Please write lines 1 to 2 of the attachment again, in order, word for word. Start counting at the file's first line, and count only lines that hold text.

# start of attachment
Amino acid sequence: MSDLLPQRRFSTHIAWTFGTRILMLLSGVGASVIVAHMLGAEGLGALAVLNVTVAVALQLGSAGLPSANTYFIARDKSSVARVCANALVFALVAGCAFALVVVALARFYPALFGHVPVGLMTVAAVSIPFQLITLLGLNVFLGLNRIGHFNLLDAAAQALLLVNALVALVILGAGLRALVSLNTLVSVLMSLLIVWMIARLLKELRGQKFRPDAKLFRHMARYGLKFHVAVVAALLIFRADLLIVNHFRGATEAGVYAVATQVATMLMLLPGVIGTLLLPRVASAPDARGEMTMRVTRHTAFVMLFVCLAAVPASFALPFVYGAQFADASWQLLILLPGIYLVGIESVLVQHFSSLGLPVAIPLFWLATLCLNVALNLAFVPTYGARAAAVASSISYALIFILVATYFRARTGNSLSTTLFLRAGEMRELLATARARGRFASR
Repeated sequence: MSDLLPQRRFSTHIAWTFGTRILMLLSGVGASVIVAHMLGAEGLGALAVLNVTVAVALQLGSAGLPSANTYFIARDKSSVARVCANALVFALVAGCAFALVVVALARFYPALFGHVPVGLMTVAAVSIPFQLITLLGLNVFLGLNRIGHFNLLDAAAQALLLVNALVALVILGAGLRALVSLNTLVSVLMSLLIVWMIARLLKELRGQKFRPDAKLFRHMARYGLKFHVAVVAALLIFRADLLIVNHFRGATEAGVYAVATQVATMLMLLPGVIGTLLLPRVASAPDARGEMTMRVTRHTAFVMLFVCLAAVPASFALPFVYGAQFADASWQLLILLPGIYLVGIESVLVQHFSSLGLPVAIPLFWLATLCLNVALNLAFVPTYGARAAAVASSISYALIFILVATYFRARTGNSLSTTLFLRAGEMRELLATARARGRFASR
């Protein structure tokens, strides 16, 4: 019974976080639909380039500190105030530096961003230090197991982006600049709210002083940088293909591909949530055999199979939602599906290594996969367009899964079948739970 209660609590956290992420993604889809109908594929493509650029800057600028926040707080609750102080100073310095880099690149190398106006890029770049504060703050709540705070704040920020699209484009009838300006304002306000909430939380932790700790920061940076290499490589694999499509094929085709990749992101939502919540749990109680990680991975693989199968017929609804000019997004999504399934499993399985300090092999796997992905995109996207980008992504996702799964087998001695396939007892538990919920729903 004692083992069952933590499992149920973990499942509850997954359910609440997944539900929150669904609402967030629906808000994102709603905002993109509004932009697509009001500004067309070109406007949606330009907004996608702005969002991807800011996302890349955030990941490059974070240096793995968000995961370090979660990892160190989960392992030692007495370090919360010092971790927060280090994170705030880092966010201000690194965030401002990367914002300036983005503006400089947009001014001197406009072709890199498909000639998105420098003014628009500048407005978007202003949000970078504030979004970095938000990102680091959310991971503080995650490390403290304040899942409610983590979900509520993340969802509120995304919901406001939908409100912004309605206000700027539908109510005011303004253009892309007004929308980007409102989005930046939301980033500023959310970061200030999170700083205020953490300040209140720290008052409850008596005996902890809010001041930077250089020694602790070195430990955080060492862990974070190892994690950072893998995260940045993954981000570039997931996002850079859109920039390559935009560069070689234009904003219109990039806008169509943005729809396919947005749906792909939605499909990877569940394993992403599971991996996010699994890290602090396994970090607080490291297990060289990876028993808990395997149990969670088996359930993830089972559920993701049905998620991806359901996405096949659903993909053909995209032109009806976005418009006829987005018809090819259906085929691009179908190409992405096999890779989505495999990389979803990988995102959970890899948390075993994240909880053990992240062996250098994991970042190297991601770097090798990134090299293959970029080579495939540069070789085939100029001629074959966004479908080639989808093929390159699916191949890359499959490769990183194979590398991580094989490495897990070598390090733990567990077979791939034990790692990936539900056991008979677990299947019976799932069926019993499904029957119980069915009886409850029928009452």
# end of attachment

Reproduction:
Amino acid sequence: MSDLLPQRRFSTHIAWTFGTRILMLLSGVGASVIVAHMLGAEGLGALAVLNVTVAVALQLGSAGLPSANTYFIARDKSSVARVCANALVFALVAGCAFALVVVALARFYPALFGHVPVGLMTVAAVSIPFQLITLLGLNVFLGLNRIGHFNLLDAAAQALLLVNALVALVILGAGLRALVSLNTLVSVLMSLLIVWMIARLLKELRGQKFRPDAKLFRHMARYGLKFHVAVVAALLIFRADLLIVNHFRGATEAGVYAVATQVATMLMLLPGVIGTLLLPRVASAPDARGEMTMRVTRHTAFVMLFVCLAAVPASFALPFVYGAQFADASWQLLILLPGIYLVGIESVLVQHFSSLGLPVAIPLFWLATLCLNVALNLAFVPTYGARAAAVASSISYALIFILVATYFRARTGNSLSTTLFLRAGEMRELLATARARGRFASR
Repeated sequence: MSDLLPQRRFSTHIAWTFGTRILMLLSGVGASVIVAHMLGAEGLGALAVLNVTVAVALQLGSAGLPSANTYFIARDKSSVARVCANALVFALVAGCAFALVVVALARFYPALFGHVPVGLMTVAAVSIPFQLITLLGLNVFLGLNRIGHFNLLDAAAQALLLVNALVALVILGAGLRALVSLNTLVSVLMSLLIVWMIARLLKELRGQKFRPDAKLFRHMARYGLKFHVAVVAALLIFRADLLIVNHFRGATEAGVYAVATQVATMLMLLPGVIGTLLLPRVASAPDARGEMTMRVTRHTAFVMLFVCLAAVPASFALPFVYGAQFADASWQLLILLPGIYLVGIESVLVQHFSSLGLPVAIPLFWLATLCLNVALNLAFVPTYGARAAAVASSISYALIFILVATYFRARTGNSLSTTLFLRAGEMRELLATARARGRFASR